Also, most of the world doesn't have fair use like the US does, though many places have similar but weaker provisions in some respects. US fair use law is somewhat controversial, because it arguably doesn't comply with international obligations.

> That's so disproportionate that you might as well just abolish copyright.

Ideally that's what we would do.

Maybe one day we will, but first someone had better come up with another economic model that demonstrably supports creation and distribution of new works anything like as effectively as copyright has. There are a few ideas with potential, mostly in specific niches, but no-one has come anywhere close to reaching that goal in the general case yet.

No, that's not what's being argued will happen.

I own the copyright on the song X.

Person A uses the song X in a fair use way.

Person B claims A is infringing.

Person A challenges and wins.

Then I lose my copyright, without any involvement?

Why would you lose your copyright in that case? Person B loses their (non-existent) copyright to the song. This would only fail if it'd be literally "all copyright on song X gets wiped, without looking at who owns it", which as you pointed out is obviously a non-workable interpretation of the proposal.

You are replying to the person who proposed the “lose copyright” idea.

That's exactly right. The person repeated the concept, in a comment dated later than the other replies to the original; I tried to clarify why it wouldn't work.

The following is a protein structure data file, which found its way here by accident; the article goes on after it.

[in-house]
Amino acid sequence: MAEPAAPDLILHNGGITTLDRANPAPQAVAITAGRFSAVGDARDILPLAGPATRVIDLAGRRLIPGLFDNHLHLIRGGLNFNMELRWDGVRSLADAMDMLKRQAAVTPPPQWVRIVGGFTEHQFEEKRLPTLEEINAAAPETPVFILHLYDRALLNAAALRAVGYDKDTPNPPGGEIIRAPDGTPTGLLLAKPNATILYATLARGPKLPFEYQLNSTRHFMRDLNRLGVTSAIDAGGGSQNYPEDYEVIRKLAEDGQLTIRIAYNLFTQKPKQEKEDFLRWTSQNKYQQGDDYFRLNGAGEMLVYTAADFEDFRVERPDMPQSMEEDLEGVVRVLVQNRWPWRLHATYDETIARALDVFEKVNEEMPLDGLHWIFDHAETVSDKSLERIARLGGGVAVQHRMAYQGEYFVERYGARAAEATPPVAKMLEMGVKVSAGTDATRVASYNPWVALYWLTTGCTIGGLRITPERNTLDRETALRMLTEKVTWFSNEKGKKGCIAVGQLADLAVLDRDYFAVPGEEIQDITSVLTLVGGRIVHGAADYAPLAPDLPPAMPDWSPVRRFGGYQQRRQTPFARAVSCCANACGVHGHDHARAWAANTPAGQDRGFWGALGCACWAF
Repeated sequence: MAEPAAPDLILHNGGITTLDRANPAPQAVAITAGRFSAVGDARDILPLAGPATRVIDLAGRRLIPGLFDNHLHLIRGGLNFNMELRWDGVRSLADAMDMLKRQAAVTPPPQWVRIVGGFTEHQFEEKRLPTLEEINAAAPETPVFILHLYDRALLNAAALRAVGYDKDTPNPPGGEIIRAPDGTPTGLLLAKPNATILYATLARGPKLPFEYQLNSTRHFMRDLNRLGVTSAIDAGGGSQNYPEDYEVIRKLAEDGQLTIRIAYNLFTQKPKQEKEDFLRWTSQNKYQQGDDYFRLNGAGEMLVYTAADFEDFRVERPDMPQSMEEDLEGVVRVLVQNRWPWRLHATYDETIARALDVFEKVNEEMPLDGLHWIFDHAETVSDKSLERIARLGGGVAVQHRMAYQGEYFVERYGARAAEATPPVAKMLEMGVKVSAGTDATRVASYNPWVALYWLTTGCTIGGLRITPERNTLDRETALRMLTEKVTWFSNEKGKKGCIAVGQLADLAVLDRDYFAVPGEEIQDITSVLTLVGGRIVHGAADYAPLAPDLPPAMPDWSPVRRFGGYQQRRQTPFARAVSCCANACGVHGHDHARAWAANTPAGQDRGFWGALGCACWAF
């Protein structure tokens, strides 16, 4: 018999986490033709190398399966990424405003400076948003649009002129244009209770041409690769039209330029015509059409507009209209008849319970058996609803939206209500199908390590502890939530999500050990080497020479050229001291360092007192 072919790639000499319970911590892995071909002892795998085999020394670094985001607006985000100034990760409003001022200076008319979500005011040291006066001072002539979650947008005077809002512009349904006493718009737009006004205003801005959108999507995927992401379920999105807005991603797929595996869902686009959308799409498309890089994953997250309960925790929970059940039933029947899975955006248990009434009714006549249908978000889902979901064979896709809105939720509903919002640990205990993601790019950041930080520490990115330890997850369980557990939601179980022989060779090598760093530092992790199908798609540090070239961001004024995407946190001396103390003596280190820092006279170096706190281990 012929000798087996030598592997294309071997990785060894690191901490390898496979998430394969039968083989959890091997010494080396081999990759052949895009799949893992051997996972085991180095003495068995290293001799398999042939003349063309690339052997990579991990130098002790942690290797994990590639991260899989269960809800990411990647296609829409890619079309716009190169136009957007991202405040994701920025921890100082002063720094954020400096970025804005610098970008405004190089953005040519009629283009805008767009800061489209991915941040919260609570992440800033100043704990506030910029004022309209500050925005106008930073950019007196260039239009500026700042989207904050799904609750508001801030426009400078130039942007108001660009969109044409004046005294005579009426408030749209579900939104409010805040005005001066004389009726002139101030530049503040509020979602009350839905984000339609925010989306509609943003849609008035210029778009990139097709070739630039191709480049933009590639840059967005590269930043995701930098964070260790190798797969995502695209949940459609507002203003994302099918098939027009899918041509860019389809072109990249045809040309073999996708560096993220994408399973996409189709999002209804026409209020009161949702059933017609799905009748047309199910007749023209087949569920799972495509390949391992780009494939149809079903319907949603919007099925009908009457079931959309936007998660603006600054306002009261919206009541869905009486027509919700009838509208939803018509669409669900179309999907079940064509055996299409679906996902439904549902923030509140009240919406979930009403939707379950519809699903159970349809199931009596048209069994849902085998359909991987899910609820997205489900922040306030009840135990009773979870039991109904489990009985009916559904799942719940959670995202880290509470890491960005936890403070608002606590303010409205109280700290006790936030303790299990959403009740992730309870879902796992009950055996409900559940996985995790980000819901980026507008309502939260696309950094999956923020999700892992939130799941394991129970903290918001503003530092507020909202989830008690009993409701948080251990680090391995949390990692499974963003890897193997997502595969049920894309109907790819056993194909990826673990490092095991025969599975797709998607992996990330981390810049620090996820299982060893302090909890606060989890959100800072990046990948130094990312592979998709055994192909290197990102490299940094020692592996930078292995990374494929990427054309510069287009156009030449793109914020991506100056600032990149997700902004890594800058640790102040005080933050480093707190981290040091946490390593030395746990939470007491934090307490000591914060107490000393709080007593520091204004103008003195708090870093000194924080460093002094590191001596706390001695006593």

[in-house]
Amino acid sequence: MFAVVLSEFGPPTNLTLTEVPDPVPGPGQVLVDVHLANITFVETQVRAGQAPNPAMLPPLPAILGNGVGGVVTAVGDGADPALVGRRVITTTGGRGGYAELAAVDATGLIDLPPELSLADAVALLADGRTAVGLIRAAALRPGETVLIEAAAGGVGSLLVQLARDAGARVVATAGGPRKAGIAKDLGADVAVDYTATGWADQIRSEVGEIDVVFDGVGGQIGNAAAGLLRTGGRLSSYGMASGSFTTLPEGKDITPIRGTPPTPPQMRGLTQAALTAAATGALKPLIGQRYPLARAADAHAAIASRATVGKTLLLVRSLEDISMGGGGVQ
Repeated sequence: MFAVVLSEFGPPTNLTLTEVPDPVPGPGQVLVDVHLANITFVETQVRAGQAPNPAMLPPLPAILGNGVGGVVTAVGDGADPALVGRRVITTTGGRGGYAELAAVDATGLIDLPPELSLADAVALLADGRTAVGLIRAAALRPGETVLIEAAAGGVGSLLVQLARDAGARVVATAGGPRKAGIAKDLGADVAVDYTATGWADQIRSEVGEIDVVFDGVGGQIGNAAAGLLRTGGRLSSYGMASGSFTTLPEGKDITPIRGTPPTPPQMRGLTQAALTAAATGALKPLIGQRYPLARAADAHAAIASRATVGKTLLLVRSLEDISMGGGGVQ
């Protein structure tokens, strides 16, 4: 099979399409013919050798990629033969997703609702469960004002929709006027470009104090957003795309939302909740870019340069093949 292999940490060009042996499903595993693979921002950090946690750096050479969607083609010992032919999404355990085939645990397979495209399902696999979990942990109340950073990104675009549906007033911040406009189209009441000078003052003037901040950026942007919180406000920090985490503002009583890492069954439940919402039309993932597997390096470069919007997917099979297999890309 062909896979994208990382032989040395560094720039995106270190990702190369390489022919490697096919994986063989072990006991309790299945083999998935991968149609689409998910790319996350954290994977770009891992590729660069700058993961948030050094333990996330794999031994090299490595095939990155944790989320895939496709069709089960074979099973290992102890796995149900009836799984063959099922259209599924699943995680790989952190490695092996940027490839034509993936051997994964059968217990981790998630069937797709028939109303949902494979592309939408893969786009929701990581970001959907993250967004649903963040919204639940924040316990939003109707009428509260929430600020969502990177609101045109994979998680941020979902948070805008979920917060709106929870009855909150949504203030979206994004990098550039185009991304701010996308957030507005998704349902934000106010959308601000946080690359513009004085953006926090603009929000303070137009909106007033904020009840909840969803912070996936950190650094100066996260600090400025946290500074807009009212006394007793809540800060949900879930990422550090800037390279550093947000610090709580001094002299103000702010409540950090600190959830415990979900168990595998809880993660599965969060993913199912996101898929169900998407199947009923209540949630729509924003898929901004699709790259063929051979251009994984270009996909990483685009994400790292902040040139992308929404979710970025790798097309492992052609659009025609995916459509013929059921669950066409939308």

Video competition certainly exists already [0]. But I agree that copyright terms are trending in the wrong direction.

[0] https://en.wikipedia.org/wiki/List_of_video_hosting_services

Yeah, things like this will have similar effects as certain highly regulated sectors in the US, where software is 20 years behind the time and built for billions of dollars by huge contracting firms because it's so difficult/expensive to make anything compliant with the rules.

No one can build filters that are good enough beyond the big tech cos. They can build these libraries and hopefully open source them for everyone to use...but if they don't...

> No one can build filters that are good enough beyond the big tech cos. They can build these libraries and hopefully open source them for everyone to use...but if they don't...

It is backwards: nothing but whatever can be build by big tech companies is good enough, because their lobbying and interests define what's good enough. It's also obvious, why it wouldn't get open-sourced then. Kicking the ladder and so on.

what are you talking about copy right needs to be abolished

That might help, however, for some reason I don't understand, this proposal hasn't created an outrage similar to the one we had seen before ACTA.

EU "wisely" has chosen voting time to be in the middle of FIFA Soccer World Cup, so many people are just sitting watching matches. This is also almost the beginning of the holiday season and many people are just relaxing, travelling, etc.

Apparently someone really needs that regulation to go through (hopefully it will not).

SOPA / ACTA happened in parallel with FBI shutting down Megavideo - a place where a lot of "illicit" streaming services offloaded the content to. Basically, a lot of people lost the free TV they were used to. The events were unrelated, but I remember them being widely seen by regular people as the shape of things to come.

Take away people's TV for some bullshit reason again, and they'll go to the streets.